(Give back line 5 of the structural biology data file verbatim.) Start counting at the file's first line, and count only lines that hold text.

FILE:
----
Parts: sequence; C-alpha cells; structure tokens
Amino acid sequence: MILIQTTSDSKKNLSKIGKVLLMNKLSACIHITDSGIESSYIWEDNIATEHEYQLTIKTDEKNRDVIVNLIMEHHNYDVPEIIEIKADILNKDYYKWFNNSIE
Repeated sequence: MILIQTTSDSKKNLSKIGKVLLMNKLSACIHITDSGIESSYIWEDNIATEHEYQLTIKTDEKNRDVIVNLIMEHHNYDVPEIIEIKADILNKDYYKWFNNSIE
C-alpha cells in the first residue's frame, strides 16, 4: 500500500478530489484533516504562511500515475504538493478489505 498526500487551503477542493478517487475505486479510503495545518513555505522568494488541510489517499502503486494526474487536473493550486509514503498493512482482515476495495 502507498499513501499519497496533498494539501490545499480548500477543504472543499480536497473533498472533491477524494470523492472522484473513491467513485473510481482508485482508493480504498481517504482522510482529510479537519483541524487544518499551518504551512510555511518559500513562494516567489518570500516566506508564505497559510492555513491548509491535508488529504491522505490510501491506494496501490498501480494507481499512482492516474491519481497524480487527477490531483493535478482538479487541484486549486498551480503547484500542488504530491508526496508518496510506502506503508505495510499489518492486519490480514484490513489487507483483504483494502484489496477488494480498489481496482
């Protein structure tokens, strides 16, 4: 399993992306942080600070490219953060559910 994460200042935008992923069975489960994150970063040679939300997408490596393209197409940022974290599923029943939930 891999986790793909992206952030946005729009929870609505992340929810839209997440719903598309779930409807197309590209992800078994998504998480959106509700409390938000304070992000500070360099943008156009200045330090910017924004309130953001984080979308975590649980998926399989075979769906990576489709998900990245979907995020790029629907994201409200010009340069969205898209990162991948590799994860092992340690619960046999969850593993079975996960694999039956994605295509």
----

């Protein structure tokens, strides 16, 4: 399993992306942080600070490219953060559910 994460200042935008992923069975489960994150970063040679939300997408490596393209197409940022974290599923029943939930 891999986790793909992206952030946005729009929870609505992340929810839209997440719903598309779930409807197309590209992800078994998504998480959106509700409390938000304070992000500070360099943008156009200045330090910017924004309130953001984080979308975590649980998926399989075979769906990576489709998900990245979907995020790029629907994201409200010009340069969205898209990162991948590799994860092992340690619960046999969850593993079975996960694999039956994605295509």